FCC Proposes Forfeiture for Eight TV Station Groups for Failure To Negotiate In Good Faith

The Federal Communications Commission (FCC) considered an application for review (AFR) Tuesday by fifteen licensees in eight television broadcast station groups regarding 18 stations. In its decision, the FCC denied the AFR and proposed a penalty of $512,228 against each of the stations.

The defendants asked the FCC to review the Media Bureau’s decision that they did not negotiate in good faith with DirecTV and AT&T for consent to carry and broadcast the defendants’ licensed stations. The Bureau granted the AT&T complaint, and found that the defendants “refused to negotiate, unreasonably delayed negotiations, and failed to respond to AT&T’s carriage proposals, each constituting a per se breach of the duty to negotiate in good faith.”

Two Commissioners attached statements to the decision; Commissioner O’Rielly approved in part and concurred in part, while Commissioner Starks fully supported the decision.

“For the first time since the retransmission consent good faith negotiation rules were established, the Commission today adopts notices of apparent liability (NALs) for their alleged violation,” Commissioner O’Rielly said.  “Even though it is a novel decision, I agree that the record so far contains sufficient evidence of possible violations to proceed with the notices, and therefore I approve of issuing the NALs.”

The order began by citing that the Communications Act of 1934 requires broadcasters and multichannel video programming distributors (MVPDs) to negotiate retransmission consent in good faith. The FCC also implemented a Good Faith Order to define “good faith.” The FCC noted that the 18 stations serve a broad area of the United States, ranging from Florida to Oregon, and “collectively provide the four major commercial broadcast networks…to millions of viewers.”

According to the FCC, AT&T sought to negotiate with each station group but received no responses to proposals as the current agreements were close to expiring. In June 2019, AT&T filed the complaint claiming that the defendants “failed to negotiate retransmission consent in good faith by: (1) refusing to negotiate regarding retransmission consent; (2) unreasonably delaying retransmission consent negotiations; (3) failing to respond to retransmission consent proposals, including with the reasons for the rejection of proposals; and (4) breaching confidentiality and/or relying upon a breach of confidentiality to establish its negotiating position, in violation of the totality of the circumstances test.”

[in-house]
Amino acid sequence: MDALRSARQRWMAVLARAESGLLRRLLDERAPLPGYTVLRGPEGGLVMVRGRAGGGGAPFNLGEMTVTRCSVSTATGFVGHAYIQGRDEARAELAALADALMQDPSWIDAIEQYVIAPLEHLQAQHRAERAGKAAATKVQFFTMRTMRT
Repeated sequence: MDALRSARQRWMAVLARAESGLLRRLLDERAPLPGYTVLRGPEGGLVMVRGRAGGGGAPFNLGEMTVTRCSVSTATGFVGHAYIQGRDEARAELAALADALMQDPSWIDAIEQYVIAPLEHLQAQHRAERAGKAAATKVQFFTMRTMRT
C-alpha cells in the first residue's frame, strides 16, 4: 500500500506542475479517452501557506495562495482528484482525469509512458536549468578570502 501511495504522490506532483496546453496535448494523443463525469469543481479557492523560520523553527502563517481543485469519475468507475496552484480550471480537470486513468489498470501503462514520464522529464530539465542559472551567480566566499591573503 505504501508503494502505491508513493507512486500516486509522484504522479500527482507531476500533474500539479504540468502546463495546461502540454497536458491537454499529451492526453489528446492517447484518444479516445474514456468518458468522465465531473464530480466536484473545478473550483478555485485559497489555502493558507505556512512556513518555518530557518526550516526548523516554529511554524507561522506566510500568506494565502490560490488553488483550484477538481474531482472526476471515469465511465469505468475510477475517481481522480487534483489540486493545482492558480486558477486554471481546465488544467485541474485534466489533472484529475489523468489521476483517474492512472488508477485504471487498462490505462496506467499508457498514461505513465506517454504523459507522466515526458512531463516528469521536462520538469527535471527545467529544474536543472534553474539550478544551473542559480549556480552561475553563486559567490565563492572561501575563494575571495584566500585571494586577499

After the complaint was filed they reached an independent carriage agreement, but subscribers had lost access to these stations for four months before the agreements were signed. The Bureau granted the complaint in its November 2019 decision, finding that the defendants “violated the per se good faith negotiation requirements by refusing to negotiate with AT&T, unreasonably delaying negotiations, and failing to respond to AT&T’s proposals.” The Bureau noted that while the station groups attempted to collectively negotiate, that “does not excuse any member of that join negotiation from its individual obligation to comply with the good faith obligations of the statute and the Commission’s rules.” The Bureau also pointed to the fact that most of the stations were still unavailable as of its order, despite the parties’ other agreement.

The AFR averred that the Bureau’s decision “rests upon an ‘erroneous finding as to an important or material question of fact,’ ‘conflicts with statute, regulation, case precedents, or established Commission policy,’ and ‘involves application of a newly minted policy which should be overturned or revised.’”  The Bureau found that the Commission agreed with the its reasoning and conclusions, finding that the defendants “repeatedly refused to negotiate for carriage of the stations’ signals or to respond to any of AT&T’s proposals for carriage,” which caused unreasonable delays and led to millions of consumers losing access to this programming The FCC stated that this constituted a per se failure and violation. The FCC added that it has rejected the defendants’ allegations that the Bureau was “misled” or “uncritical.” Furthermore, the Commission stated that the Bureau’s decision “did not depart from the Commission’s rules and precedent.” Thus, the FCC in agreement with the Bureau found the television station groups willfully and repeatedly violated the Act and the FCC’s rules by their aforementioned conduct and has proposed a forfeiture of $512,228 for apparent liability for each of the stations.

Commissioner Starks stated, “The Media Bureau noted in the underlying order that this was the most egregious example of delay we’ve seen since the good faith negotiation rules were adopted. I therefore fully support proposing the maximum statutory forfeiture for these apparent, per se, violations, given the resulting direct harm to consumers. Going forward, Negotiating Entities should be on notice that similar instances of apparent failure to negotiate for retransmission in good faith, especially when resulting in blackouts and other harms to consumers, could result in similar proposed penalties.”